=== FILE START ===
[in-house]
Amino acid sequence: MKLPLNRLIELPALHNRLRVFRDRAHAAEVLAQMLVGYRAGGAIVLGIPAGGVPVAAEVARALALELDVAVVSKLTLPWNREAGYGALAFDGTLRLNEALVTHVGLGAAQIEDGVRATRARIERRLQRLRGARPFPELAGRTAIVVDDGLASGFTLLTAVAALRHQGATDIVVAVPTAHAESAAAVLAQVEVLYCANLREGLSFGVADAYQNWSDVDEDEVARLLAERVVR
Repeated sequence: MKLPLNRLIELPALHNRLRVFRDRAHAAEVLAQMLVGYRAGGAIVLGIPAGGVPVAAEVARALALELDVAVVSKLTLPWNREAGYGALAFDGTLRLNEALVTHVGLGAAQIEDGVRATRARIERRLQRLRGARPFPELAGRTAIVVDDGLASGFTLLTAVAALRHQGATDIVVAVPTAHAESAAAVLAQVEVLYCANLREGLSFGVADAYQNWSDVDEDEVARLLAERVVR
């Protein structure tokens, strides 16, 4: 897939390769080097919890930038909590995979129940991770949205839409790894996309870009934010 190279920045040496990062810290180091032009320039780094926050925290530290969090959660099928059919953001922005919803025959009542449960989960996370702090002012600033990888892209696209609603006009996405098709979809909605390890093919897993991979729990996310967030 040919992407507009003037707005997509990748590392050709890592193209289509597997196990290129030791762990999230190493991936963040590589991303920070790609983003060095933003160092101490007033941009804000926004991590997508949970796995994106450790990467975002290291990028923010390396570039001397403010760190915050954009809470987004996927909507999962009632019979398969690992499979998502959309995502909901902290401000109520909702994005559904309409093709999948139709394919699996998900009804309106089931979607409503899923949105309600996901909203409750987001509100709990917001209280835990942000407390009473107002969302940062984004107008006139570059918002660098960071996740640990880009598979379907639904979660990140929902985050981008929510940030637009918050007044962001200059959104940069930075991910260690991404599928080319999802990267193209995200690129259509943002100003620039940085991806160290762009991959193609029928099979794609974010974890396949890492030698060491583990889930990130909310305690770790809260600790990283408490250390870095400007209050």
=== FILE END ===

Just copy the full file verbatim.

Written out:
[in-house]
Amino acid sequence: MKLPLNRLIELPALHNRLRVFRDRAHAAEVLAQMLVGYRAGGAIVLGIPAGGVPVAAEVARALALELDVAVVSKLTLPWNREAGYGALAFDGTLRLNEALVTHVGLGAAQIEDGVRATRARIERRLQRLRGARPFPELAGRTAIVVDDGLASGFTLLTAVAALRHQGATDIVVAVPTAHAESAAAVLAQVEVLYCANLREGLSFGVADAYQNWSDVDEDEVARLLAERVVR
Repeated sequence: MKLPLNRLIELPALHNRLRVFRDRAHAAEVLAQMLVGYRAGGAIVLGIPAGGVPVAAEVARALALELDVAVVSKLTLPWNREAGYGALAFDGTLRLNEALVTHVGLGAAQIEDGVRATRARIERRLQRLRGARPFPELAGRTAIVVDDGLASGFTLLTAVAALRHQGATDIVVAVPTAHAESAAAVLAQVEVLYCANLREGLSFGVADAYQNWSDVDEDEVARLLAERVVR
């Protein structure tokens, strides 16, 4: 897939390769080097919890930038909590995979129940991770949205839409790894996309870009934010 190279920045040496990062810290180091032009320039780094926050925290530290969090959660099928059919953001922005919803025959009542449960989960996370702090002012600033990888892209696209609603006009996405098709979809909605390890093919897993991979729990996310967030 040919992407507009003037707005997509990748590392050709890592193209289509597997196990290129030791762990999230190493991936963040590589991303920070790609983003060095933003160092101490007033941009804000926004991590997508949970796995994106450790990467975002290291990028923010390396570039001397403010760190915050954009809470987004996927909507999962009632019979398969690992499979998502959309995502909901902290401000109520909702994005559904309409093709999948139709394919699996998900009804309106089931979607409503899923949105309600996901909203409750987001509100709990917001209280835990942000407390009473107002969302940062984004107008006139570059918002660098960071996740640990880009598979379907639904979660990140929902985050981008929510940030637009918050007044962001200059959104940069930075991910260690991404599928080319999802990267193209995200690129259509943002100003620039940085991806160290762009991959193609029928099979794609974010974890396949890492030698060491583990889930990130909310305690770790809260600790990283408490250390870095400007209050």